Jesuits evangelize the world
The first missionaries go out into the world and bring tales of faraway countries back to Europe.
In most European cities many new Catholic orders, churches, monasteries, and educational institutions were founded to serve as instruments of the Counter-Reformation. Probably the most influential order during the phase of re-Catholicization was that of the Jesuits. Founded in 1534 by Ignatius von Loyola and his consorts, the Society of Jesus was recognized as a Holy Order by the Pope in 1540. One of its duties was absolute and unconditional obedience to the Pope, and its members were chosen after close observation according to their dedication in the performance of spiritual exercises. Soon there were Jesuit foundations in most European cities. Apart from providing spiritual guidance, the Jesuits were especially concerned with the education of the young, founding a large number of schools and universities or reforming existing institutions in keeping with Jesuit doctrines. In 1552 Ferdinand I summoned them to Vienna and soon afterwards to Graz, putting university education in their hands. During the sixteenth century, Jesuit universities became among the best in Europe. Jesuit confessors were part of many European dynastic households, such as that of the Habsburgs, and their political influence could no longer be overlooked. In contrast to the Lutherans, the Jesuits celebrated high Church feast days with lavish and costly processions and spectacles in order to strengthen the religiosity of the common people and to increase their loyalty to the Roman Catholic Church. As promoters of Baroque art, the Jesuits commissioned many buildings, and with Jesuit theatre established their own specific tradition of counter-reformatory propaganda. As well as disseminating Catholic doctrine at home, they also undertook missionary journeys overseas. Sent by the colonial powers of Spain, Portugal and France, they spread their teachings in Japan, China, India, and America. The Jesuit missionary Francis Xavier was the first to bring information on Japan back to Europe around 1550.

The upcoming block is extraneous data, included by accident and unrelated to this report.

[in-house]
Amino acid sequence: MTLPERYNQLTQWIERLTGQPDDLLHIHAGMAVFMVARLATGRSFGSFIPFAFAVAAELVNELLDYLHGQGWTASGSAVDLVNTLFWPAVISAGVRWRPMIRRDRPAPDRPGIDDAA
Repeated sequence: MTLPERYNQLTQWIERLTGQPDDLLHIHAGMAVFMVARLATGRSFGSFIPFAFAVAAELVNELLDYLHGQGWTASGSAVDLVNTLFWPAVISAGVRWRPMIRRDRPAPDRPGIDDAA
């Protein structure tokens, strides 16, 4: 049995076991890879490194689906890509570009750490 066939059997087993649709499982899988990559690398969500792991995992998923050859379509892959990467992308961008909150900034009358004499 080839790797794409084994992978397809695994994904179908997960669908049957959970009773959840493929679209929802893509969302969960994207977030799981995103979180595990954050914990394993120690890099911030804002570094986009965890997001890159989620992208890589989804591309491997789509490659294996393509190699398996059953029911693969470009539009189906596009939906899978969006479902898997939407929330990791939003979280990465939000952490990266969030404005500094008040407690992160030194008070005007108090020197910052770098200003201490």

Frequently Jesuits disagreed on the nature of their missionary duties, and a great deal of criticism came from their own ranks – the Bishop of Puebla, for instance, disapproved of the profit-seeking attitude of many missionaries. In the eighteenth century, the Jesuits were thrown out of Paraguay by Spain as they had been impeding its colonial ambitions there.